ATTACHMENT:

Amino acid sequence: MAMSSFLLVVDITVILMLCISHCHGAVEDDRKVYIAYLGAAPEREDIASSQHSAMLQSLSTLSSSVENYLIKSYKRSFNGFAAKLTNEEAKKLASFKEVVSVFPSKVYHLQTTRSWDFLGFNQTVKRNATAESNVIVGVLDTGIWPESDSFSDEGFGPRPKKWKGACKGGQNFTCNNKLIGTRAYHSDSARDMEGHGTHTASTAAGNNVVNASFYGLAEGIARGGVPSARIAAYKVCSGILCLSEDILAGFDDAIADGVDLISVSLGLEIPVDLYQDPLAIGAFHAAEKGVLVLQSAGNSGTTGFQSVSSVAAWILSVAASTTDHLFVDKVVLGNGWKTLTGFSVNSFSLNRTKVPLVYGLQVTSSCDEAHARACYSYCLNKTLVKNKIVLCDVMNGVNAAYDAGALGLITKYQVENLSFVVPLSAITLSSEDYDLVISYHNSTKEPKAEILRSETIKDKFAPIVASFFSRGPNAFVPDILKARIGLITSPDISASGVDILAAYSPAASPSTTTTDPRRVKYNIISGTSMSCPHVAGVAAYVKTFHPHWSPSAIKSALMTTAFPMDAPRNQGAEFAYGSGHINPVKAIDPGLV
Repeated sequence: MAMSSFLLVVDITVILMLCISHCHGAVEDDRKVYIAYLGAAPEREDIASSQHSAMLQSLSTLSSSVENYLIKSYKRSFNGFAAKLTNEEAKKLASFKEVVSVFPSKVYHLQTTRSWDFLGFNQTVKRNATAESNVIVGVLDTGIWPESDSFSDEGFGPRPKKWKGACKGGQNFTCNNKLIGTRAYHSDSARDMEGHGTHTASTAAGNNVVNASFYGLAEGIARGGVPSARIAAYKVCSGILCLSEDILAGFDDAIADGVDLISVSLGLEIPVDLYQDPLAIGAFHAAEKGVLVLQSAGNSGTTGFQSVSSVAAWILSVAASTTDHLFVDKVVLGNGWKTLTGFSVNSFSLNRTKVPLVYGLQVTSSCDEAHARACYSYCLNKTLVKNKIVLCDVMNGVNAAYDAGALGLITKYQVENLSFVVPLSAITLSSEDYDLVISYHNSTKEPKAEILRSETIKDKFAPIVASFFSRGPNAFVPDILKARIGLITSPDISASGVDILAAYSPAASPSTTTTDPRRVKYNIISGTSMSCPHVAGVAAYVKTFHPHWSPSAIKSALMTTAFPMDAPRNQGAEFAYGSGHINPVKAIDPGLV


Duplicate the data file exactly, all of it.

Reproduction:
Amino acid sequence: MAMSSFLLVVDITVILMLCISHCHGAVEDDRKVYIAYLGAAPEREDIASSQHSAMLQSLSTLSSSVENYLIKSYKRSFNGFAAKLTNEEAKKLASFKEVVSVFPSKVYHLQTTRSWDFLGFNQTVKRNATAESNVIVGVLDTGIWPESDSFSDEGFGPRPKKWKGACKGGQNFTCNNKLIGTRAYHSDSARDMEGHGTHTASTAAGNNVVNASFYGLAEGIARGGVPSARIAAYKVCSGILCLSEDILAGFDDAIADGVDLISVSLGLEIPVDLYQDPLAIGAFHAAEKGVLVLQSAGNSGTTGFQSVSSVAAWILSVAASTTDHLFVDKVVLGNGWKTLTGFSVNSFSLNRTKVPLVYGLQVTSSCDEAHARACYSYCLNKTLVKNKIVLCDVMNGVNAAYDAGALGLITKYQVENLSFVVPLSAITLSSEDYDLVISYHNSTKEPKAEILRSETIKDKFAPIVASFFSRGPNAFVPDILKARIGLITSPDISASGVDILAAYSPAASPSTTTTDPRRVKYNIISGTSMSCPHVAGVAAYVKTFHPHWSPSAIKSALMTTAFPMDAPRNQGAEFAYGSGHINPVKAIDPGLV
Repeated sequence: MAMSSFLLVVDITVILMLCISHCHGAVEDDRKVYIAYLGAAPEREDIASSQHSAMLQSLSTLSSSVENYLIKSYKRSFNGFAAKLTNEEAKKLASFKEVVSVFPSKVYHLQTTRSWDFLGFNQTVKRNATAESNVIVGVLDTGIWPESDSFSDEGFGPRPKKWKGACKGGQNFTCNNKLIGTRAYHSDSARDMEGHGTHTASTAAGNNVVNASFYGLAEGIARGGVPSARIAAYKVCSGILCLSEDILAGFDDAIADGVDLISVSLGLEIPVDLYQDPLAIGAFHAAEKGVLVLQSAGNSGTTGFQSVSSVAAWILSVAASTTDHLFVDKVVLGNGWKTLTGFSVNSFSLNRTKVPLVYGLQVTSSCDEAHARACYSYCLNKTLVKNKIVLCDVMNGVNAAYDAGALGLITKYQVENLSFVVPLSAITLSSEDYDLVISYHNSTKEPKAEILRSETIKDKFAPIVASFFSRGPNAFVPDILKARIGLITSPDISASGVDILAAYSPAASPSTTTTDPRRVKYNIISGTSMSCPHVAGVAAYVKTFHPHWSPSAIKSALMTTAFPMDAPRNQGAEFAYGSGHINPVKAIDPGLV